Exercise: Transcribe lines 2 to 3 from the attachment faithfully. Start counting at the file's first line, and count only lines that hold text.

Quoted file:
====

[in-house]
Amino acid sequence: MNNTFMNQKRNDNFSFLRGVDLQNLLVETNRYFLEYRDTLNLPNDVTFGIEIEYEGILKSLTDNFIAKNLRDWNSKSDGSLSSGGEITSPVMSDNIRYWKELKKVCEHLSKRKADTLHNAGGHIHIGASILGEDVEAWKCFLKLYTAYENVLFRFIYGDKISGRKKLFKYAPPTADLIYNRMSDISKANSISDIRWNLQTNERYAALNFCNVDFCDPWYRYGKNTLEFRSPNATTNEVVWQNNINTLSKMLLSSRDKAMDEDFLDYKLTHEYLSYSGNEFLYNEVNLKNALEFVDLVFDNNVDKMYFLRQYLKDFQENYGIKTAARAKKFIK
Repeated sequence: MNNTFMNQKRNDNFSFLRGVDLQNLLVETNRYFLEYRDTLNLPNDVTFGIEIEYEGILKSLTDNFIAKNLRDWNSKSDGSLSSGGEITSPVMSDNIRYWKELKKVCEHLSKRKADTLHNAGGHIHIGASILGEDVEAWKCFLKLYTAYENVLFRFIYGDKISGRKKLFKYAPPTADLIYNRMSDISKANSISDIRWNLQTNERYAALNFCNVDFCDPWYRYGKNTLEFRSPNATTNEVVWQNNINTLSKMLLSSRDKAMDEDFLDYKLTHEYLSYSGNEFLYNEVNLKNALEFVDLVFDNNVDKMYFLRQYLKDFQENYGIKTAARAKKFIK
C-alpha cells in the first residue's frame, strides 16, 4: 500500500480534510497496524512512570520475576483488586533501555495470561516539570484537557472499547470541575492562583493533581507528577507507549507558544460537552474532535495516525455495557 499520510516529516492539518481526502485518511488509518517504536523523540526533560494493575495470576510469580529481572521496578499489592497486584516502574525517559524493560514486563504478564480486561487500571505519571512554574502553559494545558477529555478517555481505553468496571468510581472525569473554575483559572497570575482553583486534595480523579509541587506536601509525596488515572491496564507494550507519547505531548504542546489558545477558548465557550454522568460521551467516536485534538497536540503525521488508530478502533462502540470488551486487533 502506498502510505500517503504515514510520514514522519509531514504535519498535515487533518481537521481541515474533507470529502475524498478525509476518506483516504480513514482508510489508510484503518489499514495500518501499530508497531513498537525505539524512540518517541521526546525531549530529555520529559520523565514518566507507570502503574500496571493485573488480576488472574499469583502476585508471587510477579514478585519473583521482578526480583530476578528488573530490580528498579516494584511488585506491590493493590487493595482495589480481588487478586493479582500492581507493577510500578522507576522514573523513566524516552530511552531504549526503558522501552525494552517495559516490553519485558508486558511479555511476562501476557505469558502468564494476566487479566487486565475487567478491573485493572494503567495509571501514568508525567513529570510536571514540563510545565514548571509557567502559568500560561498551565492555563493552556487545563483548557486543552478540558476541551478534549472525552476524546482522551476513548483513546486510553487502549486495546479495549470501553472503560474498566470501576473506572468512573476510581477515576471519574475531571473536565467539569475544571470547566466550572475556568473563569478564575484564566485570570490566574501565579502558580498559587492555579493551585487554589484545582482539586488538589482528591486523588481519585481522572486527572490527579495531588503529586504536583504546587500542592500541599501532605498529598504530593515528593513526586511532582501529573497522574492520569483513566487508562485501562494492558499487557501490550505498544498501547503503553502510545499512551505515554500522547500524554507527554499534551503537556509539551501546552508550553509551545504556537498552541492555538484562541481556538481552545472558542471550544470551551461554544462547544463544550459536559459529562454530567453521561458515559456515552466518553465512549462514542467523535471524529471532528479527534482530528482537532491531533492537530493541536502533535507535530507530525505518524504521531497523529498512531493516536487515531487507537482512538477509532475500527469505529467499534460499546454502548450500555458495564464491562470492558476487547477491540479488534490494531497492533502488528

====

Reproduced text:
Amino acid sequence: MNNTFMNQKRNDNFSFLRGVDLQNLLVETNRYFLEYRDTLNLPNDVTFGIEIEYEGILKSLTDNFIAKNLRDWNSKSDGSLSSGGEITSPVMSDNIRYWKELKKVCEHLSKRKADTLHNAGGHIHIGASILGEDVEAWKCFLKLYTAYENVLFRFIYGDKISGRKKLFKYAPPTADLIYNRMSDISKANSISDIRWNLQTNERYAALNFCNVDFCDPWYRYGKNTLEFRSPNATTNEVVWQNNINTLSKMLLSSRDKAMDEDFLDYKLTHEYLSYSGNEFLYNEVNLKNALEFVDLVFDNNVDKMYFLRQYLKDFQENYGIKTAARAKKFIK
Repeated sequence: MNNTFMNQKRNDNFSFLRGVDLQNLLVETNRYFLEYRDTLNLPNDVTFGIEIEYEGILKSLTDNFIAKNLRDWNSKSDGSLSSGGEITSPVMSDNIRYWKELKKVCEHLSKRKADTLHNAGGHIHIGASILGEDVEAWKCFLKLYTAYENVLFRFIYGDKISGRKKLFKYAPPTADLIYNRMSDISKANSISDIRWNLQTNERYAALNFCNVDFCDPWYRYGKNTLEFRSPNATTNEVVWQNNINTLSKMLLSSRDKAMDEDFLDYKLTHEYLSYSGNEFLYNEVNLKNALEFVDLVFDNNVDKMYFLRQYLKDFQENYGIKTAARAKKFIK